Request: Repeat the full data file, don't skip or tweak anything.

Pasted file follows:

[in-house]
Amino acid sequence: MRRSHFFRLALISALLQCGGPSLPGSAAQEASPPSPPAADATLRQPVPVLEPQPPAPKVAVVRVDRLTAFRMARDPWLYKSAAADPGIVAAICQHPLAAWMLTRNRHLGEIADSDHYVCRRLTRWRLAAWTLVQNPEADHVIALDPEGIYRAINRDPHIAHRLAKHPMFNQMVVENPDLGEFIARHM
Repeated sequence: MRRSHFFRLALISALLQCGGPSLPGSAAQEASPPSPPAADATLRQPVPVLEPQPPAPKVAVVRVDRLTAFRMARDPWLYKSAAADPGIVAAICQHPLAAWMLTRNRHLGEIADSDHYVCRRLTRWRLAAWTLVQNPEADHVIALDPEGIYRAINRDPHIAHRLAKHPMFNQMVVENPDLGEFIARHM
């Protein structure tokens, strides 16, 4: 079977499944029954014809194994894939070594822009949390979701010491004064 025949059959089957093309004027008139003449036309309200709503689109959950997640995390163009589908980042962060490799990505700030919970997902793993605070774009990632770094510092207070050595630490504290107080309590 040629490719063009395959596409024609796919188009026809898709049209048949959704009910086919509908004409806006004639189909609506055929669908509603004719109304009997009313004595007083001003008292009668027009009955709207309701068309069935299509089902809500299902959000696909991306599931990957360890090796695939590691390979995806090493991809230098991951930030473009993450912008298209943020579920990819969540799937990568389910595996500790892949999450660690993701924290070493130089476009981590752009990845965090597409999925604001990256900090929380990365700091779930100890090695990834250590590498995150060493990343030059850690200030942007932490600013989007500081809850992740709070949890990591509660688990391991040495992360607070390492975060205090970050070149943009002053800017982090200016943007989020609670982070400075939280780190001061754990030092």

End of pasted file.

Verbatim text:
[in-house]
Amino acid sequence: MRRSHFFRLALISALLQCGGPSLPGSAAQEASPPSPPAADATLRQPVPVLEPQPPAPKVAVVRVDRLTAFRMARDPWLYKSAAADPGIVAAICQHPLAAWMLTRNRHLGEIADSDHYVCRRLTRWRLAAWTLVQNPEADHVIALDPEGIYRAINRDPHIAHRLAKHPMFNQMVVENPDLGEFIARHM
Repeated sequence: MRRSHFFRLALISALLQCGGPSLPGSAAQEASPPSPPAADATLRQPVPVLEPQPPAPKVAVVRVDRLTAFRMARDPWLYKSAAADPGIVAAICQHPLAAWMLTRNRHLGEIADSDHYVCRRLTRWRLAAWTLVQNPEADHVIALDPEGIYRAINRDPHIAHRLAKHPMFNQMVVENPDLGEFIARHM
């Protein structure tokens, strides 16, 4: 079977499944029954014809194994894939070594822009949390979701010491004064 025949059959089957093309004027008139003449036309309200709503689109959950997640995390163009589908980042962060490799990505700030919970997902793993605070774009990632770094510092207070050595630490504290107080309590 040629490719063009395959596409024609796919188009026809898709049209048949959704009910086919509908004409806006004639189909609506055929669908509603004719109304009997009313004595007083001003008292009668027009009955709207309701068309069935299509089902809500299902959000696909991306599931990957360890090796695939590691390979995806090493991809230098991951930030473009993450912008298209943020579920990819969540799937990568389910595996500790892949999450660690993701924290070493130089476009981590752009990845965090597409999925604001990256900090929380990365700091779930100890090695990834250590590498995150060493990343030059850690200030942007932490600013989007500081809850992740709070949890990591509660688990391991040495992360607070390492975060205090970050070149943009002053800017982090200016943007989020609670982070400075939280780190001061754990030092």